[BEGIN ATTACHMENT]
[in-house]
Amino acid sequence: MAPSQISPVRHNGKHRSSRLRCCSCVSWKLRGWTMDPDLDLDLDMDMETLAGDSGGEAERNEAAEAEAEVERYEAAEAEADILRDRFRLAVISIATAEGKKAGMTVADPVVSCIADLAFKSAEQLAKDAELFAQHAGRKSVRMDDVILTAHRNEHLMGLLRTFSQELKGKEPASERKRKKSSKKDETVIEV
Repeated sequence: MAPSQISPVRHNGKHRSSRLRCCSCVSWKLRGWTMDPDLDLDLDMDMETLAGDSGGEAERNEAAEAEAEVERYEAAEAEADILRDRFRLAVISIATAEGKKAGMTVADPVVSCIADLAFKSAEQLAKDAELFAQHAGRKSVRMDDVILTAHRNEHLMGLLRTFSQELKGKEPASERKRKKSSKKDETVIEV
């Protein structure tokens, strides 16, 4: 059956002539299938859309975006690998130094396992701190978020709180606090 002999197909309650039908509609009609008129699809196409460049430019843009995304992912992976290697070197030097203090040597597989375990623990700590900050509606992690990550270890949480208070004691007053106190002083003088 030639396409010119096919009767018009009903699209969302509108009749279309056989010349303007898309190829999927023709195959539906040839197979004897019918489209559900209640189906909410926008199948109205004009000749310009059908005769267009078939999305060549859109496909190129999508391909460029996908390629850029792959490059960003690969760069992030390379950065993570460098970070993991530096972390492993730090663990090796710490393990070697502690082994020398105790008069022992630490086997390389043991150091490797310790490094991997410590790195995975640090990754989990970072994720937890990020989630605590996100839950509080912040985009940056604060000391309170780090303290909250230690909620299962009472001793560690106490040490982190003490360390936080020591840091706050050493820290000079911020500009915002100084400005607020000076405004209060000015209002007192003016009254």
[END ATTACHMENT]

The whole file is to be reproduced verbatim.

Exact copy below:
[in-house]
Amino acid sequence: MAPSQISPVRHNGKHRSSRLRCCSCVSWKLRGWTMDPDLDLDLDMDMETLAGDSGGEAERNEAAEAEAEVERYEAAEAEADILRDRFRLAVISIATAEGKKAGMTVADPVVSCIADLAFKSAEQLAKDAELFAQHAGRKSVRMDDVILTAHRNEHLMGLLRTFSQELKGKEPASERKRKKSSKKDETVIEV
Repeated sequence: MAPSQISPVRHNGKHRSSRLRCCSCVSWKLRGWTMDPDLDLDLDMDMETLAGDSGGEAERNEAAEAEAEVERYEAAEAEADILRDRFRLAVISIATAEGKKAGMTVADPVVSCIADLAFKSAEQLAKDAELFAQHAGRKSVRMDDVILTAHRNEHLMGLLRTFSQELKGKEPASERKRKKSSKKDETVIEV
């Protein structure tokens, strides 16, 4: 059956002539299938859309975006690998130094396992701190978020709180606090 002999197909309650039908509609009609008129699809196409460049430019843009995304992912992976290697070197030097203090040597597989375990623990700590900050509606992690990550270890949480208070004691007053106190002083003088 030639396409010119096919009767018009009903699209969302509108009749279309056989010349303007898309190829999927023709195959539906040839197979004897019918489209559900209640189906909410926008199948109205004009000749310009059908005769267009078939999305060549859109496909190129999508391909460029996908390629850029792959490059960003690969760069992030390379950065993570460098970070993991530096972390492993730090663990090796710490393990070697502690082994020398105790008069022992630490086997390389043991150091490797310790490094991997410590790195995975640090990754989990970072994720937890990020989630605590996100839950509080912040985009940056604060000391309170780090303290909250230690909620299962009472001793560690106490040490982190003490360390936080020591840091706050050493820290000079911020500009915002100084400005607020000076405004209060000015209002007192003016009254």